Postcards

How the power players do it - by Fortune senior editor at large Patricia Sellers

Movie cowboy Buck on leadership: Taming managers is like taming horses

June 17, 2011: 3:00 PM ET

Credit: Cindy Meehl

I recently met Buck Brannaman, the star of the new documentary Buck, at a screening hosted by Tom and Meredith Brokaw. This laconic cowboy cast a spell on the former NBC anchor and his wife, who have a home in Montana and got to know him up there in horse country. Buck cast a spell on me too. He was the inspiration for the best-selling novel "The Horse Whisperer" and was Robert Redford's technical adviser on the 1998 feature film. These days, Buck crisscrosses the U.S. teaching four-day horse-training clinics and leading corporate workshops for clients like Sprint Nextel (S) and Wells Fargo (WFC). When Buck told me that taming difficult managers is a lot like taming difficult horses, I asked him if he would write a Guest Post for Postcards. Here's the horse whisperer's take on managing people:

Nine months out of the year, I travel from state to state, hosting horse clinics for troubled colts. You might not think the same techniques that I use to work with horses--non-verbal communication and cooperative effort--could be applied to human beings, but you just might be surprised. Whether you're working with horses or employees, it's not about trying to intimidate or impose your will. It's about reaching towards the understanding that if you can work together, you can both be successful. It's complicated, but here are three steps that I advise:

1. Adapt. When people come to me with horse problems, I find I'm usually helping the horse with people problems. It's the horse's owner that typically needs to adapt to shape the horse into a winner. With horses and employees, resist casting them in an unflattering light, as if they're some stubborn animal in need of breaking. They need assurance and confidence. If you have an idea, let it become their idea.

2. Detach. Some people call this "conflict resolution" because humans are inclined to see conflict when they encounter a strong will. My advice: Don't take it personally. You might think you're pretty important, but don't flatter yourself. You're not so important to the horse. If the horse was bucking you off, it's because you put him in a position where he felt a need to defend himself. Remember the old saying, "He who angers me, owns me."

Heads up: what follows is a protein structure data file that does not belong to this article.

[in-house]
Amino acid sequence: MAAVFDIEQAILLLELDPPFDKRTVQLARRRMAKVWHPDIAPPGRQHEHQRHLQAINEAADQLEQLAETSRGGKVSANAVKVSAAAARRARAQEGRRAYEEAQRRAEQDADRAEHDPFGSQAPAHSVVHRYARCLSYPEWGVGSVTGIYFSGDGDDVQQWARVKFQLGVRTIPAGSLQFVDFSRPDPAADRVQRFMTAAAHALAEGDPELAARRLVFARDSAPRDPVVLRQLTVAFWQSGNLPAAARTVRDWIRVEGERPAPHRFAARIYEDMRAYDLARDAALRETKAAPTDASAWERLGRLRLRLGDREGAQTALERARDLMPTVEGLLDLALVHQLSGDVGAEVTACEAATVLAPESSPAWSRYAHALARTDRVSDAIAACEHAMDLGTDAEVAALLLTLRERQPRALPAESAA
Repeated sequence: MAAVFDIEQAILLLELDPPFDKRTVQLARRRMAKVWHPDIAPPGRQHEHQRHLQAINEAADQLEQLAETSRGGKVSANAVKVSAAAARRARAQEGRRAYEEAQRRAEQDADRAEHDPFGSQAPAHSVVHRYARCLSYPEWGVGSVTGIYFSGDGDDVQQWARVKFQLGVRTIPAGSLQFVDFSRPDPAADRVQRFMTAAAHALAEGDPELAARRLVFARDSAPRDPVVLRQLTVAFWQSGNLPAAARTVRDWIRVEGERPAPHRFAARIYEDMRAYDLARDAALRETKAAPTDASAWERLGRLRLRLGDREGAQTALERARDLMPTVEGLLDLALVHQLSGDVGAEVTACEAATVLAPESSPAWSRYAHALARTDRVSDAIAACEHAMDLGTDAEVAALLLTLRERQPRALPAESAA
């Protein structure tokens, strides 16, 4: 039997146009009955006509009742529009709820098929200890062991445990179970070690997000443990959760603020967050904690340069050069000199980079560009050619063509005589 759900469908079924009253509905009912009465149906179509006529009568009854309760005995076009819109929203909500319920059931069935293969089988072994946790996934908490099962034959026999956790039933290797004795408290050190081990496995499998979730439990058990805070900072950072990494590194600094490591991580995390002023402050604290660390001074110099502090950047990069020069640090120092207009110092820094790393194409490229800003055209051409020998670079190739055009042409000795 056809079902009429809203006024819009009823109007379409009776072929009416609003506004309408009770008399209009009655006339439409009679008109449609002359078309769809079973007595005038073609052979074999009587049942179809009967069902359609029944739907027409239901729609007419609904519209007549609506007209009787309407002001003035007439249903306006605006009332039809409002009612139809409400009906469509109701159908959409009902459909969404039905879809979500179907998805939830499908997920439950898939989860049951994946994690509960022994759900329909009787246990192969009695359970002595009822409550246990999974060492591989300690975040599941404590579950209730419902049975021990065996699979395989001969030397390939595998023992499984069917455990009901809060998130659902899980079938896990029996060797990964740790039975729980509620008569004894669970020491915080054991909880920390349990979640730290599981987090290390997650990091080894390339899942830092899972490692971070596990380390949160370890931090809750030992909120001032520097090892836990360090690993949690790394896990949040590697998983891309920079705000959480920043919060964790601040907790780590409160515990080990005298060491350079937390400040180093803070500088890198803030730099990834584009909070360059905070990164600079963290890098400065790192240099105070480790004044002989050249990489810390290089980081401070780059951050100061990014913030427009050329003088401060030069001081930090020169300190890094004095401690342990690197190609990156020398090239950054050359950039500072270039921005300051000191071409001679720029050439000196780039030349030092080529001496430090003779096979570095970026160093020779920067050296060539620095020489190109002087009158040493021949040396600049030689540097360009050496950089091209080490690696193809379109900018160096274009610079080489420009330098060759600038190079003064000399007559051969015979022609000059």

3. Dance. Think of the horse as your partner. And it's all one great dance. That's not to say it's always going to be easy or you won't have to work through  issues. But when a horse is troubled or uncomfortable in our world, rather than show contempt for him, you must demonstrate empathy and work to convince him that you mean him no harm. You have some things that you'd like him to do with you--as opposed to for you. And the best way to do that is as partners.

All that said, remember, there's no formula. No two creatures, be they horse or human, are alike.

Join the Conversation
Fortune's Most Powerful Women
Fortune's Most Powerful Women For the latest on the most influential women in business, philanthropy, government, and the arts, like us on Facebook.
Guest Posts
Fortune Most Powerful Women Fortune Most Powerful Women The rolodex that redefined power
Profile in The Washington Post
Sheryl Sandberg: Sheryl Sandberg: Don't leave before you leave
COO of Facebook
Wendy Clark Wendy Clark Exec learns firsthand how the homeless live
SVP of the Global Sparkling Brand Center at Coca-Cola
Video
Marissa Mayer's 3 biggest decisions as Yahoo CEO With company stock up over 100% since she began running the company 16 months ago, Mayer reflects on her choices to date. Watch
Chelsea Clinton on running for office: 'I don't know' The vice chairman of the Clinton Foundation talks about her diverse career path and growing up in the spotlight. Watch
About This Author
Pattie Sellers
Pattie Sellers
Senior Editor at Large, Fortune
Executive Director of MPW/Live Content, Time Inc.

Pattie Sellers has written more than 20 Fortune cover stories including "Marissa Mayer: Ready to Rumble at Yahoo," "Muhtar Kent's New Coke," "Oprah's Next Act", "The $100 Billion Woman" (Melinda Gates), and "Gone with the Wind" (Ted Turner). She co-founded Fortune Most Powerful Women and oversees the Fortune MPW Summit, the preeminent gathering of women leaders in business and beyond—and programs such as Fortune MPW Entrepreneurs and the Fortune-U.S. State Department Global Women Leaders Mentoring Partnership. Pattie also develops Live Content across Time Inc. Her blog, Postcards, is about how power players lead and navigate their careers. Pattie won Time Inc.'s prestigious MVP award for her performance in 2012.

Email Pattie Sellers | Welcome to Postcards.
Follow Pattie | email newsletter
MPWomen go Global

The Fortune/U.S. State Department Global Women Leaders Mentoring Partnership brings rising-star women from countries around the world to the U.S. for three-week mentorships with participants of the annual Fortune Most Powerful Women Summit - among them Ursula Burns of Xerox, Laura Lang of Time Inc., Marissa Mayer of Yahoo, and Tory Burch.

Read more

Current Issue
  • Give the gift of Fortune
  • Get the Fortune app
  • Subscribe
Powered by WordPress.com VIP.